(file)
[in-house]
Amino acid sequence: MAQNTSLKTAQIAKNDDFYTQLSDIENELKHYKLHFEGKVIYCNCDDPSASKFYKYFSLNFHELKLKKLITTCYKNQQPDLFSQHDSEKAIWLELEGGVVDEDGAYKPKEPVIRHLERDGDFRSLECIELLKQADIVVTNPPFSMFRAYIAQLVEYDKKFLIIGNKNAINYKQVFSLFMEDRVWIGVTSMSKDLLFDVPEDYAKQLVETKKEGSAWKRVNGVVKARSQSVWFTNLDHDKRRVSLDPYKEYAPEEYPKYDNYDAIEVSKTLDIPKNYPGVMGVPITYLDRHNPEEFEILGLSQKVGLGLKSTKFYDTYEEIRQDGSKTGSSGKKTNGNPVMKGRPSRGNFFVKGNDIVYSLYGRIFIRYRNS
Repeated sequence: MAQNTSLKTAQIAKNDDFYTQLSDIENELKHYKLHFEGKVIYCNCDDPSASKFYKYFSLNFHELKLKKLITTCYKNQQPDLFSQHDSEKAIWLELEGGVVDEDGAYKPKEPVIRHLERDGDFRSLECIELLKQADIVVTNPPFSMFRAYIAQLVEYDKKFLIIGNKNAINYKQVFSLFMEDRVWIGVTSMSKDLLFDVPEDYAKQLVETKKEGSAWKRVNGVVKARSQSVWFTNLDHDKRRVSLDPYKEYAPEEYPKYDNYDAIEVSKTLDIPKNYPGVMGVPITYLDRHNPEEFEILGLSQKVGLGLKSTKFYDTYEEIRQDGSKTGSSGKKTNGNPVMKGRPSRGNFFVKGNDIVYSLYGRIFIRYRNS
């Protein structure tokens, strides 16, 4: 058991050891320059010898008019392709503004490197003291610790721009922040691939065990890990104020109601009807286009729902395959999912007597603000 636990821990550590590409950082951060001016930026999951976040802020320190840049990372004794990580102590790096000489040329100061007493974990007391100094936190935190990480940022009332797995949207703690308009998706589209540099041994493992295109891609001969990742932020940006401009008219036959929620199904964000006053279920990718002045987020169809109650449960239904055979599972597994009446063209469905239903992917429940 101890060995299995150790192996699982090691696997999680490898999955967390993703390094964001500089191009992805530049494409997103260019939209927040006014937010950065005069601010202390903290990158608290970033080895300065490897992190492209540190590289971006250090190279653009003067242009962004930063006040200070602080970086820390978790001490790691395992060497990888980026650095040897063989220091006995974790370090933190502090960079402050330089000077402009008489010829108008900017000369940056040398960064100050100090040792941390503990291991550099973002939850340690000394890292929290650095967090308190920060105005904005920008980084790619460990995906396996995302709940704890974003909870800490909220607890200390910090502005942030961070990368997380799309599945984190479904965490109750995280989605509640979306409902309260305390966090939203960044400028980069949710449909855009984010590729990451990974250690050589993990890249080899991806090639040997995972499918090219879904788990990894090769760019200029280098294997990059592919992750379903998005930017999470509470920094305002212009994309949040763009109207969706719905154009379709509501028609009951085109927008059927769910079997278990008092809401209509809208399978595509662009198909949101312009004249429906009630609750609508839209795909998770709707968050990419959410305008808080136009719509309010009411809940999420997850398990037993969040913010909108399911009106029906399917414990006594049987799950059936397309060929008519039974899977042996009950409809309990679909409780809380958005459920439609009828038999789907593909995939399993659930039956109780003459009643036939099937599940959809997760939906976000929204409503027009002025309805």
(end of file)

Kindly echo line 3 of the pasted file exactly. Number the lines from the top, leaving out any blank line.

Repeated sequence: MAQNTSLKTAQIAKNDDFYTQLSDIENELKHYKLHFEGKVIYCNCDDPSASKFYKYFSLNFHELKLKKLITTCYKNQQPDLFSQHDSEKAIWLELEGGVVDEDGAYKPKEPVIRHLERDGDFRSLECIELLKQADIVVTNPPFSMFRAYIAQLVEYDKKFLIIGNKNAINYKQVFSLFMEDRVWIGVTSMSKDLLFDVPEDYAKQLVETKKEGSAWKRVNGVVKARSQSVWFTNLDHDKRRVSLDPYKEYAPEEYPKYDNYDAIEVSKTLDIPKNYPGVMGVPITYLDRHNPEEFEILGLSQKVGLGLKSTKFYDTYEEIRQDGSKTGSSGKKTNGNPVMKGRPSRGNFFVKGNDIVYSLYGRIFIRYRNS